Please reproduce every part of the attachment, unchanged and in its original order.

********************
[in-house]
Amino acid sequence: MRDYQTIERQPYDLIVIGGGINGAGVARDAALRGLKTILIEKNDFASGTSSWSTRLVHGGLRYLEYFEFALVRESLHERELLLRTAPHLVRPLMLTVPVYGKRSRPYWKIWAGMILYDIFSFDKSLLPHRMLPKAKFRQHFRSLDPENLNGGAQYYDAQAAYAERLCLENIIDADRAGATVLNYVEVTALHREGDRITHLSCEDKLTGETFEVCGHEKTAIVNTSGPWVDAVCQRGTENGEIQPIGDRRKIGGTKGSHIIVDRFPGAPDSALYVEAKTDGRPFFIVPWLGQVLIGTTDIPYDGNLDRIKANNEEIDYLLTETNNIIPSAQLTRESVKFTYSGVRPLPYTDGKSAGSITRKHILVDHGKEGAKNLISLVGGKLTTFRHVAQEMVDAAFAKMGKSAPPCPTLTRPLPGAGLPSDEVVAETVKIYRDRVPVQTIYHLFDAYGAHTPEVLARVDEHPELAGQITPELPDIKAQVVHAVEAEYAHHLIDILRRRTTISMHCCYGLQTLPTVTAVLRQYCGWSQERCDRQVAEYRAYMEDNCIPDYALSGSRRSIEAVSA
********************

[in-house]
Amino acid sequence: MRDYQTIERQPYDLIVIGGGINGAGVARDAALRGLKTILIEKNDFASGTSSWSTRLVHGGLRYLEYFEFALVRESLHERELLLRTAPHLVRPLMLTVPVYGKRSRPYWKIWAGMILYDIFSFDKSLLPHRMLPKAKFRQHFRSLDPENLNGGAQYYDAQAAYAERLCLENIIDADRAGATVLNYVEVTALHREGDRITHLSCEDKLTGETFEVCGHEKTAIVNTSGPWVDAVCQRGTENGEIQPIGDRRKIGGTKGSHIIVDRFPGAPDSALYVEAKTDGRPFFIVPWLGQVLIGTTDIPYDGNLDRIKANNEEIDYLLTETNNIIPSAQLTRESVKFTYSGVRPLPYTDGKSAGSITRKHILVDHGKEGAKNLISLVGGKLTTFRHVAQEMVDAAFAKMGKSAPPCPTLTRPLPGAGLPSDEVVAETVKIYRDRVPVQTIYHLFDAYGAHTPEVLARVDEHPELAGQITPELPDIKAQVVHAVEAEYAHHLIDILRRRTTISMHCCYGLQTLPTVTAVLRQYCGWSQERCDRQVAEYRAYMEDNCIPDYALSGSRRSIEAVSA